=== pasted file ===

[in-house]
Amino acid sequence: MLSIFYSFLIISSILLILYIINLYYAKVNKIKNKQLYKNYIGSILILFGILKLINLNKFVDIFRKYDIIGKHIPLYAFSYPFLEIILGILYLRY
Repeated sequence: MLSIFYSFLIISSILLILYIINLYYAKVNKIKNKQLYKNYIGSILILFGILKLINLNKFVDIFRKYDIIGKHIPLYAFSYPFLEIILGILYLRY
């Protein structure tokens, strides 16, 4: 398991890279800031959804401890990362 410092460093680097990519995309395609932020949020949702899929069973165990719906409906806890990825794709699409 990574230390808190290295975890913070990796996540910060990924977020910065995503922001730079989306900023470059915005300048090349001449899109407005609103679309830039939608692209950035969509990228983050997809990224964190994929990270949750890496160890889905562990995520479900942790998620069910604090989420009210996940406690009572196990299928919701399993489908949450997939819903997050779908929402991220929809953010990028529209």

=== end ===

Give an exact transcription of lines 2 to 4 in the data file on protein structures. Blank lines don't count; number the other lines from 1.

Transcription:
Amino acid sequence: MLSIFYSFLIISSILLILYIINLYYAKVNKIKNKQLYKNYIGSILILFGILKLINLNKFVDIFRKYDIIGKHIPLYAFSYPFLEIILGILYLRY
Repeated sequence: MLSIFYSFLIISSILLILYIINLYYAKVNKIKNKQLYKNYIGSILILFGILKLINLNKFVDIFRKYDIIGKHIPLYAFSYPFLEIILGILYLRY
């Protein structure tokens, strides 16, 4: 398991890279800031959804401890990362 410092460093680097990519995309395609932020949020949702899929069973165990719906409906806890990825794709699409 990574230390808190290295975890913070990796996540910060990924977020910065995503922001730079989306900023470059915005300048090349001449899109407005609103679309830039939608692209950035969509990228983050997809990224964190994929990270949750890496160890889905562990995520479900942790998620069910604090989420009210996940406690009572196990299928919701399993489908949450997939819903997050779908929402991220929809953010990028529209």